June 15, 2017
Oklahoma City, Oklahoma
Beginning this November, Oklahoma could see sweeping changes to its DUI law that many attorneys are calling unconstitutional.
Governor Mary Fallin last week signed into law Senate Bill 643, which significantly alters the rights afforded to suspected drunk drivers in our state.
The new law’s most controversial points include:
- Refusing to take a breathalyzer test will now be considered a misdemeanor criminal offense, punishable by up to 10 days in jail and a $1,000 fine
- DUI suspects’ drivers licenses will be confiscated and destroyed by the Department of Public Safety, even if the case has not yet gone to trial and the license has not actually been revoked
- Results of chemical BAC tests (breathalyzer or blood) will automatically be entered as evidence at trial without any opportunity to challenge their validity or accuracy
Additionally, the new law establishes an Impaired Driver Accountability Program (IDAP) to be operated by the Department of Public Safety. This program will require a participation fee as well as the expense of installing and maintaining an ignition interlock device for the duration of the program.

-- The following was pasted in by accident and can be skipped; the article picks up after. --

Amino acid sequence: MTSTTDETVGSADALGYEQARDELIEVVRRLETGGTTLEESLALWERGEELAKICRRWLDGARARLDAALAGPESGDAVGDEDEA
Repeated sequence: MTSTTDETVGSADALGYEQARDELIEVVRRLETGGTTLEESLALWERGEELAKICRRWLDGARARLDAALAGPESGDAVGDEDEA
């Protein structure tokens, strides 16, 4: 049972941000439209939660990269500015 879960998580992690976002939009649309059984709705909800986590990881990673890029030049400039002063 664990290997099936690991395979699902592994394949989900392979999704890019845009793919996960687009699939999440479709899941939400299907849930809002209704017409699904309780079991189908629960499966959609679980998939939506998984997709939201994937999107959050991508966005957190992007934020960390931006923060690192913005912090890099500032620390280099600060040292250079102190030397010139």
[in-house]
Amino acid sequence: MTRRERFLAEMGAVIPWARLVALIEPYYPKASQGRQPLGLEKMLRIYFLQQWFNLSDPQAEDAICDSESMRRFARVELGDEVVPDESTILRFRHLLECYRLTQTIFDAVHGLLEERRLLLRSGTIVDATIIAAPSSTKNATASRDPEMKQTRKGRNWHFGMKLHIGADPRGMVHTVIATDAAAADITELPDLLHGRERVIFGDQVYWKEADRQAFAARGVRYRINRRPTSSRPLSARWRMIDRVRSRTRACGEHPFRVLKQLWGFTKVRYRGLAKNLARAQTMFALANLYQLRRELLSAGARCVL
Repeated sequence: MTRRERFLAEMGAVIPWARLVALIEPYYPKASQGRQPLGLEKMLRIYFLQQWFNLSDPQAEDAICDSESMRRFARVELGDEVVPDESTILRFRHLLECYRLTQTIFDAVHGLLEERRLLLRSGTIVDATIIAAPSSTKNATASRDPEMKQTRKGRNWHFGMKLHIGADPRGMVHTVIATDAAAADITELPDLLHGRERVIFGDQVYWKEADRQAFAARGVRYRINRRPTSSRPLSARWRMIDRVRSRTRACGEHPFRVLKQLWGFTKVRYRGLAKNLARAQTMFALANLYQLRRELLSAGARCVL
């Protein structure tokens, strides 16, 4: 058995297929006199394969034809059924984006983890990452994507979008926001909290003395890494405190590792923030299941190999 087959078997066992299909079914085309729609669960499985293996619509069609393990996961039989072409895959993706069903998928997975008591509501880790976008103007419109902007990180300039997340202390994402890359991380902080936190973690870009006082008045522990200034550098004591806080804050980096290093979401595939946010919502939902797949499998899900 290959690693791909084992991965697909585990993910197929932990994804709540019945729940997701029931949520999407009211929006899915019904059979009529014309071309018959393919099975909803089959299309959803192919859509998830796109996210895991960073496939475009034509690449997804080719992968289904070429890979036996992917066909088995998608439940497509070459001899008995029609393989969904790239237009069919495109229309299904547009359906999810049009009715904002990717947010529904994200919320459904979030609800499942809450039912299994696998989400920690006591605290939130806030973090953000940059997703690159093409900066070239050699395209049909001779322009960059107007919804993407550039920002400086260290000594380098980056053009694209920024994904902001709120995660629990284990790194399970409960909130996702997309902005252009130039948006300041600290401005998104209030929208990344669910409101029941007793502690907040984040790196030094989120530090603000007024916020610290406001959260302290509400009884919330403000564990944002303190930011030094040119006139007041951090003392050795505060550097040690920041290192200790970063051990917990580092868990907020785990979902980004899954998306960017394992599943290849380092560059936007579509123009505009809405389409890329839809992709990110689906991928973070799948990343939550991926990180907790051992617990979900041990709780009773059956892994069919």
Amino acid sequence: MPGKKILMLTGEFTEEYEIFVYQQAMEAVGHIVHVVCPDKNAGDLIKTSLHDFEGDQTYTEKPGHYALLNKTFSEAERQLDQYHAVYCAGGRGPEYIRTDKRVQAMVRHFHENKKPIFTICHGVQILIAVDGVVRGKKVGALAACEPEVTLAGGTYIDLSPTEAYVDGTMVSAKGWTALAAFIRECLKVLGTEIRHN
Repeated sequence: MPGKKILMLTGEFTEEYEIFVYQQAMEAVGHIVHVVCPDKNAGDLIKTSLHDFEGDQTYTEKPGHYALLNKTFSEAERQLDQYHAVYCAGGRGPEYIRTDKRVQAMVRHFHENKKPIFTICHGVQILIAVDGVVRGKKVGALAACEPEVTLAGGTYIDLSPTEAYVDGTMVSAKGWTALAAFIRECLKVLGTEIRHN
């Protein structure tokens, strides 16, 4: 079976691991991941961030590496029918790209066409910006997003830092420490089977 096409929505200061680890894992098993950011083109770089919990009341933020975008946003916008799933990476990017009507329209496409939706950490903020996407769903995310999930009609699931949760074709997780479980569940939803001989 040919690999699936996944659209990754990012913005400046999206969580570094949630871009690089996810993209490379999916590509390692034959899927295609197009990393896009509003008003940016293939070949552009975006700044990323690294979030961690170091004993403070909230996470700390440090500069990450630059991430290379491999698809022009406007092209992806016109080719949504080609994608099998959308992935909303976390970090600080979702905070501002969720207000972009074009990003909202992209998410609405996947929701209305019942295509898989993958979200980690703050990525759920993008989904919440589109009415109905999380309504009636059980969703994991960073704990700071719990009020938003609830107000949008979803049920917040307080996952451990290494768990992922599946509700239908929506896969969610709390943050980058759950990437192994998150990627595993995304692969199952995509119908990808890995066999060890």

Alleged DUI offenders will have only 15 days to choose between participating in the IDAP and fighting the charge in court. Those who choose to exercise their right to a trial will be punished with a modified license and mandatory installation of an ignition interlock device for a full year or longer—even if they are ultimately found not guilty.
The Hunsucker Legal Group, in conjunction with other criminal defense attorneys and firms across the state, is working to challenge the new law’s constitutionality in front of the Oklahoma Supreme Court.
“This law tramples on Oklahomans’ constitutional rights to due process as well as to confront the witnesses against them,” John Hunsucker, principal and founding attorney of the Hunsucker Legal Group said. “We intend to fight this tooth and nail.”
Stay up to date on the progress of the constitutional challenge by following Hunsucker Legal Group on Facebook.
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